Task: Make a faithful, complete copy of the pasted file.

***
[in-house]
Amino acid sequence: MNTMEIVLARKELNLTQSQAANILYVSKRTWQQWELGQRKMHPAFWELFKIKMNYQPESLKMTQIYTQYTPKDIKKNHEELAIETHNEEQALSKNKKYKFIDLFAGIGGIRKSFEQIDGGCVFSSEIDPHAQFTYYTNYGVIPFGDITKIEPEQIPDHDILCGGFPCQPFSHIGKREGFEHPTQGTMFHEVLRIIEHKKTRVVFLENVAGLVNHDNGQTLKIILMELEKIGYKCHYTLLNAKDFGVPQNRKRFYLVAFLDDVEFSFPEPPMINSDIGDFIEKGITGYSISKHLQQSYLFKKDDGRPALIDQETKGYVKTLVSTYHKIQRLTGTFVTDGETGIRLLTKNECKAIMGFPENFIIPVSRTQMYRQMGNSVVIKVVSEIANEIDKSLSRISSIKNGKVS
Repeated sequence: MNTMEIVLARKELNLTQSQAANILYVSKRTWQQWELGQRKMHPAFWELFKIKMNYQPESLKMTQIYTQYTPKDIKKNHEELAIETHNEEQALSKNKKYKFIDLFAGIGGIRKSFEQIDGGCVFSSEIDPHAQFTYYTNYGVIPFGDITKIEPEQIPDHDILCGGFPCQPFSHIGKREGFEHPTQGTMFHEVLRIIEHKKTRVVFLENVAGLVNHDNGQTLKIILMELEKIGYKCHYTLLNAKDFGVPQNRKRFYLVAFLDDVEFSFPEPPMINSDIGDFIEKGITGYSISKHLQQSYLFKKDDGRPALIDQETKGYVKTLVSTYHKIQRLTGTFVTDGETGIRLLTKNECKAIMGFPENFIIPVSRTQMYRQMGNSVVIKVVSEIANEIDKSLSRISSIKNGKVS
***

[in-house]
Amino acid sequence: MNTMEIVLARKELNLTQSQAANILYVSKRTWQQWELGQRKMHPAFWELFKIKMNYQPESLKMTQIYTQYTPKDIKKNHEELAIETHNEEQALSKNKKYKFIDLFAGIGGIRKSFEQIDGGCVFSSEIDPHAQFTYYTNYGVIPFGDITKIEPEQIPDHDILCGGFPCQPFSHIGKREGFEHPTQGTMFHEVLRIIEHKKTRVVFLENVAGLVNHDNGQTLKIILMELEKIGYKCHYTLLNAKDFGVPQNRKRFYLVAFLDDVEFSFPEPPMINSDIGDFIEKGITGYSISKHLQQSYLFKKDDGRPALIDQETKGYVKTLVSTYHKIQRLTGTFVTDGETGIRLLTKNECKAIMGFPENFIIPVSRTQMYRQMGNSVVIKVVSEIANEIDKSLSRISSIKNGKVS
Repeated sequence: MNTMEIVLARKELNLTQSQAANILYVSKRTWQQWELGQRKMHPAFWELFKIKMNYQPESLKMTQIYTQYTPKDIKKNHEELAIETHNEEQALSKNKKYKFIDLFAGIGGIRKSFEQIDGGCVFSSEIDPHAQFTYYTNYGVIPFGDITKIEPEQIPDHDILCGGFPCQPFSHIGKREGFEHPTQGTMFHEVLRIIEHKKTRVVFLENVAGLVNHDNGQTLKIILMELEKIGYKCHYTLLNAKDFGVPQNRKRFYLVAFLDDVEFSFPEPPMINSDIGDFIEKGITGYSISKHLQQSYLFKKDDGRPALIDQETKGYVKTLVSTYHKIQRLTGTFVTDGETGIRLLTKNECKAIMGFPENFIIPVSRTQMYRQMGNSVVIKVVSEIANEIDKSLSRISSIKNGKVS